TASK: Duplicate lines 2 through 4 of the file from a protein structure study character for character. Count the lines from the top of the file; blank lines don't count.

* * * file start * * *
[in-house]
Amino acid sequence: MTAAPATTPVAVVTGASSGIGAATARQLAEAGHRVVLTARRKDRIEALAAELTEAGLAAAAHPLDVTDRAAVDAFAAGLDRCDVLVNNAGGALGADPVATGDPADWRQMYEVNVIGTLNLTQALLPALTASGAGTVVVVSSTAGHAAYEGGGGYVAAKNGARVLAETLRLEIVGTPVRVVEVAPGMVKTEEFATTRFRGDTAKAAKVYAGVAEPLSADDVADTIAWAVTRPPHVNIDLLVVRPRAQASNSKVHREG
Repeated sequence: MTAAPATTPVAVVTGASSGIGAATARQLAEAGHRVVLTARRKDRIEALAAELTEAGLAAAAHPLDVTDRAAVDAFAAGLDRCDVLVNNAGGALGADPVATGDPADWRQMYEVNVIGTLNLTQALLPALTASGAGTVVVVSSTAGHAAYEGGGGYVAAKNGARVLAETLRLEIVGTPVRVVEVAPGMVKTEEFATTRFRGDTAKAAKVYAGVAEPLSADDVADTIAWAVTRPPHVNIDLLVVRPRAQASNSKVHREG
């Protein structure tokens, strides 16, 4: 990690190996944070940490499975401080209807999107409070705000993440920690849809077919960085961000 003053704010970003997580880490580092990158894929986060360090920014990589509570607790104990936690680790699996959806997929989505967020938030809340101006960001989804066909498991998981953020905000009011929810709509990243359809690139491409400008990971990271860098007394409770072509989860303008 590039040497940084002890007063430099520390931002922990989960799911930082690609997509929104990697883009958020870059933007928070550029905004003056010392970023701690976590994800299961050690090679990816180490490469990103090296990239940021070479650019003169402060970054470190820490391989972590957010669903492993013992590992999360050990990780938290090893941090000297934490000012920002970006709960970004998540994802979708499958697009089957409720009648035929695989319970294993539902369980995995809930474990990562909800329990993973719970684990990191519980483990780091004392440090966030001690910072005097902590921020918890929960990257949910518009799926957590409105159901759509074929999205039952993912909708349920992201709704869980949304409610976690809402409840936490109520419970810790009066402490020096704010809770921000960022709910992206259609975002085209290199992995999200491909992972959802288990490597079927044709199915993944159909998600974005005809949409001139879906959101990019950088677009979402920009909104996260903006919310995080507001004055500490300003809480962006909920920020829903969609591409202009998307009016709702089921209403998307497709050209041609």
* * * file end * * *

Amino acid sequence: MTAAPATTPVAVVTGASSGIGAATARQLAEAGHRVVLTARRKDRIEALAAELTEAGLAAAAHPLDVTDRAAVDAFAAGLDRCDVLVNNAGGALGADPVATGDPADWRQMYEVNVIGTLNLTQALLPALTASGAGTVVVVSSTAGHAAYEGGGGYVAAKNGARVLAETLRLEIVGTPVRVVEVAPGMVKTEEFATTRFRGDTAKAAKVYAGVAEPLSADDVADTIAWAVTRPPHVNIDLLVVRPRAQASNSKVHREG
Repeated sequence: MTAAPATTPVAVVTGASSGIGAATARQLAEAGHRVVLTARRKDRIEALAAELTEAGLAAAAHPLDVTDRAAVDAFAAGLDRCDVLVNNAGGALGADPVATGDPADWRQMYEVNVIGTLNLTQALLPALTASGAGTVVVVSSTAGHAAYEGGGGYVAAKNGARVLAETLRLEIVGTPVRVVEVAPGMVKTEEFATTRFRGDTAKAAKVYAGVAEPLSADDVADTIAWAVTRPPHVNIDLLVVRPRAQASNSKVHREG
């Protein structure tokens, strides 16, 4: 990690190996944070940490499975401080209807999107409070705000993440920690849809077919960085961000 003053704010970003997580880490580092990158894929986060360090920014990589509570607790104990936690680790699996959806997929989505967020938030809340101006960001989804066909498991998981953020905000009011929810709509990243359809690139491409400008990971990271860098007394409770072509989860303008 590039040497940084002890007063430099520390931002922990989960799911930082690609997509929104990697883009958020870059933007928070550029905004003056010392970023701690976590994800299961050690090679990816180490490469990103090296990239940021070479650019003169402060970054470190820490391989972590957010669903492993013992590992999360050990990780938290090893941090000297934490000012920002970006709960970004998540994802979708499958697009089957409720009648035929695989319970294993539902369980995995809930474990990562909800329990993973719970684990990191519980483990780091004392440090966030001690910072005097902590921020918890929960990257949910518009799926957590409105159901759509074929999205039952993912909708349920992201709704869980949304409610976690809402409840936490109520419970810790009066402490020096704010809770921000960022709910992206259609975002085209290199992995999200491909992972959802288990490597079927044709199915993944159909998600974005005809949409001139879906959101990019950088677009979402920009909104996260903006919310995080507001004055500490300003809480962006909920920020829903969609591409202009998307009016709702089921209403998307497709050209041609």